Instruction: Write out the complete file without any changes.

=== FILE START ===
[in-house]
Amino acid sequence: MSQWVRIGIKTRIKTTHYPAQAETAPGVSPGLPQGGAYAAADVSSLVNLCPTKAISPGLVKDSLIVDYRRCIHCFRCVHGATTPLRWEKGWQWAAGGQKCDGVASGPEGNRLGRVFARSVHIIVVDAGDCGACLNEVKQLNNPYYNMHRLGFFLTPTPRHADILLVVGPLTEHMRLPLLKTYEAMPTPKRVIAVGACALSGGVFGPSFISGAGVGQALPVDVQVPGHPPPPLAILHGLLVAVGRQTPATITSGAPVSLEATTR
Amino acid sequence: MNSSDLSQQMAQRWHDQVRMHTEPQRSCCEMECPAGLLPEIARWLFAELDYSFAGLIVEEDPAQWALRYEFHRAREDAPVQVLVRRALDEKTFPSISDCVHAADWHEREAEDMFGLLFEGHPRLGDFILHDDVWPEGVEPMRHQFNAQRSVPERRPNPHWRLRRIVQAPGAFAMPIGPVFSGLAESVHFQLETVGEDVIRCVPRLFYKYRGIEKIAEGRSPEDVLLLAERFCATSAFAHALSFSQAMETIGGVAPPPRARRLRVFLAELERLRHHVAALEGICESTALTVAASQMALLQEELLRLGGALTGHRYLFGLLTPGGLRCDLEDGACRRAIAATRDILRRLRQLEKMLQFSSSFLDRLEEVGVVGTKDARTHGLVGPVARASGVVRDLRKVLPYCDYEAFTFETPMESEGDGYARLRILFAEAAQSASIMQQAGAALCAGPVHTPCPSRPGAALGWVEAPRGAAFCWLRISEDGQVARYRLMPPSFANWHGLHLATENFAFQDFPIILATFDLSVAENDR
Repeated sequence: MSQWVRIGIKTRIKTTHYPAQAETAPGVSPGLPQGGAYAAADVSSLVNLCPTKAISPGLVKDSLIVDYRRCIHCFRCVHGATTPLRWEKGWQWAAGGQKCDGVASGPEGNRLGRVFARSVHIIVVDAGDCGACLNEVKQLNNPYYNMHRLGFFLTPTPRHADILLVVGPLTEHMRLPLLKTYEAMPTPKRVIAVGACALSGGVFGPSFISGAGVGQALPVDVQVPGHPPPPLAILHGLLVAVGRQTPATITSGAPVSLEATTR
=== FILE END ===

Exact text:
[in-house]
Amino acid sequence: MSQWVRIGIKTRIKTTHYPAQAETAPGVSPGLPQGGAYAAADVSSLVNLCPTKAISPGLVKDSLIVDYRRCIHCFRCVHGATTPLRWEKGWQWAAGGQKCDGVASGPEGNRLGRVFARSVHIIVVDAGDCGACLNEVKQLNNPYYNMHRLGFFLTPTPRHADILLVVGPLTEHMRLPLLKTYEAMPTPKRVIAVGACALSGGVFGPSFISGAGVGQALPVDVQVPGHPPPPLAILHGLLVAVGRQTPATITSGAPVSLEATTR
Amino acid sequence: MNSSDLSQQMAQRWHDQVRMHTEPQRSCCEMECPAGLLPEIARWLFAELDYSFAGLIVEEDPAQWALRYEFHRAREDAPVQVLVRRALDEKTFPSISDCVHAADWHEREAEDMFGLLFEGHPRLGDFILHDDVWPEGVEPMRHQFNAQRSVPERRPNPHWRLRRIVQAPGAFAMPIGPVFSGLAESVHFQLETVGEDVIRCVPRLFYKYRGIEKIAEGRSPEDVLLLAERFCATSAFAHALSFSQAMETIGGVAPPPRARRLRVFLAELERLRHHVAALEGICESTALTVAASQMALLQEELLRLGGALTGHRYLFGLLTPGGLRCDLEDGACRRAIAATRDILRRLRQLEKMLQFSSSFLDRLEEVGVVGTKDARTHGLVGPVARASGVVRDLRKVLPYCDYEAFTFETPMESEGDGYARLRILFAEAAQSASIMQQAGAALCAGPVHTPCPSRPGAALGWVEAPRGAAFCWLRISEDGQVARYRLMPPSFANWHGLHLATENFAFQDFPIILATFDLSVAENDR
Repeated sequence: MSQWVRIGIKTRIKTTHYPAQAETAPGVSPGLPQGGAYAAADVSSLVNLCPTKAISPGLVKDSLIVDYRRCIHCFRCVHGATTPLRWEKGWQWAAGGQKCDGVASGPEGNRLGRVFARSVHIIVVDAGDCGACLNEVKQLNNPYYNMHRLGFFLTPTPRHADILLVVGPLTEHMRLPLLKTYEAMPTPKRVIAVGACALSGGVFGPSFISGAGVGQALPVDVQVPGHPPPPLAILHGLLVAVGRQTPATITSGAPVSLEATTR